Breast Cancer Diagnosis

Breast Cancer DiagnosisI am a breast cancer survivor! One of the main reasons I began my blog is because I have been asked repeatedly to share my story. I will share with anyone who will listen if it will help in their journey. If you have come here to my page having been diagnosed with breast cancer, please know that my prayers go out to you and your family.  You are not alone in this journey. There are plenty of resources and support to help you. I will be honest in my journey. Know, too, that this is definitely a battle. You will learn patience, strength, hope and the need to let others help.

I am a list maker. Every January I list the doctor visits I will need for the year. I am happy to check off as I complete each visit.  So, on January 29, 2015, I went for my yearly mammogram. I am 52 so I have been going for over ten years. Check. Done. Not this time! On February 3, 2015 I received a call from the imaging center that I needed to come back in for a diagnostic mammogram and a possible sonogram. February 17, 2015 I went back to the imaging center.  A diagnostic mammogram is just a more in depth way of getting images of the breast. The concentration was on my left breast. The technician took the images.  I was asked to wait in a room, while still in my gown. It was pouring rain…and I was very scared. I was having readings of low bone density at the time. While I was at the imaging center my doctor ordered a chest x-ray in order to prescribe the medication. I was asked to the x-ray center where a few images were taken. From there they took me to the sonogram room.  I was asked to lie down on a table. The technician spread the gel on my left breast and watched the images on the screen. She told me she was going to get the radiologist. The doctor took one look at the screen and told me that I would need a biopsy. It was at this point the tears came. I knew what was coming. There was a lump on my left breast about a centimeter big. It was on the inner part of my breast towards the center of my chest. Once the radiologist left, the technician had me feel the lump. I was propped toward my right side so that it was prominent. There was no doubt that it was there. The technician comforted me as I cried. Usually, my husband would have been with me. He was working out of town that day. I felt very alone. I called him on the way home to share the news.  He was very supportive.

March 2, 2015 my Mom and my husband both accompanied me to the hospital for a breast biopsy. My doctor prescribed Xanax to help with the anxiety. It definitely took the edge off. I was called to the back. I changed into a gown and left my valuables and jewelry in a locker. I sat with many other women who were having the same procedure. When it was my turn I was once again asked to lie down on a table. The doctor gave an injection in the left breast to numb the area. A needle is used to collect tissue from the area in question. It wasn’t as bad as I had worked it out to be in my mind. It was over very quickly. Now it was time to wait.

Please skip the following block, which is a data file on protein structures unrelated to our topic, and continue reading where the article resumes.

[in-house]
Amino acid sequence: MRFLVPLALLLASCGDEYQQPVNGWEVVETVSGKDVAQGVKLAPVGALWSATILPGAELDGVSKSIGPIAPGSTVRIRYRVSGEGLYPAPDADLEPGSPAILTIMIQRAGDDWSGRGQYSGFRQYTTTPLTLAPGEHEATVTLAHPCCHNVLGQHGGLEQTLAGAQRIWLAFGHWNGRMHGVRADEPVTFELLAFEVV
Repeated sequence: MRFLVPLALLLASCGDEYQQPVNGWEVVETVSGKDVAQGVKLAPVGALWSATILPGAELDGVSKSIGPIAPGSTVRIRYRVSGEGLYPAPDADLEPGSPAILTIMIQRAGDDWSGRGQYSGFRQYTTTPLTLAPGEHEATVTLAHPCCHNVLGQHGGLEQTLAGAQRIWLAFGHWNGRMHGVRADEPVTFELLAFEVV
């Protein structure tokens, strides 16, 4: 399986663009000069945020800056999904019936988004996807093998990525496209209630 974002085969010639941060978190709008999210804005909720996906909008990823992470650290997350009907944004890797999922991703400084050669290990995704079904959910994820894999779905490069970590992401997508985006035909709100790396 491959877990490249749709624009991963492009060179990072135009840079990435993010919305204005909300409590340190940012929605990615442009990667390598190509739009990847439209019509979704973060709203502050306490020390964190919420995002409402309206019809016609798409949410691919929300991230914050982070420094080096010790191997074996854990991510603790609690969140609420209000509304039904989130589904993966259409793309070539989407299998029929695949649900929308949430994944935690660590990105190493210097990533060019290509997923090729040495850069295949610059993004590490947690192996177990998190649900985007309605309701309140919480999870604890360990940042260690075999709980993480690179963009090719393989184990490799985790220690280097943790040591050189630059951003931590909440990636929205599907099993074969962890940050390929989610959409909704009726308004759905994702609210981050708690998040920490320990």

March 4, 2015 the radiologist called to tell me that I had cancer. In my heart I already knew it, but to here it confirmed was more heartache. The next step was to find a surgeon. I have been going to the same practice for over 25 years. The doctors there delivered both our babies. However, I did not want to go to the hospital they were affiliated with. Plus, I had been seeing a Nurse Practitioner.  This was beyond the scope of her practice. I had to speak to a doctor I had never seen. She did not have the results, but would refer me as soon as she received the biopsy results.

March 5, 2015 the referral specialist called. My first choice surgeon was booked! I would be scheduled with his partner. I waited to hear from the surgeon. Of course it was Friday….and they closed at noon.  I called to see if the surgeon received the referral. They had received it but it had an error. It would have to wait until Monday! To say I was panicked is an understatement. My anxiety was building. I had a million questions. I cried over the littlest things. I couldn’t sleep.

I coined the phrase “life doesn’t happen in increments, it happens all at one time.” Life goes on even while you have to deal with major situations. All within February and March of 2015 I had a root canal retreat (pretty traumatic), I was job hunting (revising my resume, searching the web, interviewing), I was hired February 12th, I was diagnosed with osteopenia and another doctor on that list that I checked off biopsied a mole on my thigh (non-cancerous….thank God!)  Yes, it all seemed overwhelming at the time, but I made it through all of it.

I will share more in my next post about breast cancer.  I will break up the posts in different categories so that it will be easier to follow.  You can read about meeting my surgeon, meeting my radiation oncologistmy breast MRI, the results of my breast MRI, my second biopsy and sonogram, and my double mastectomy surgery.  I hope you will stay with me as I share. Please feel free to email with questions or support.

bloggingtheroadnottaken@gmail.com

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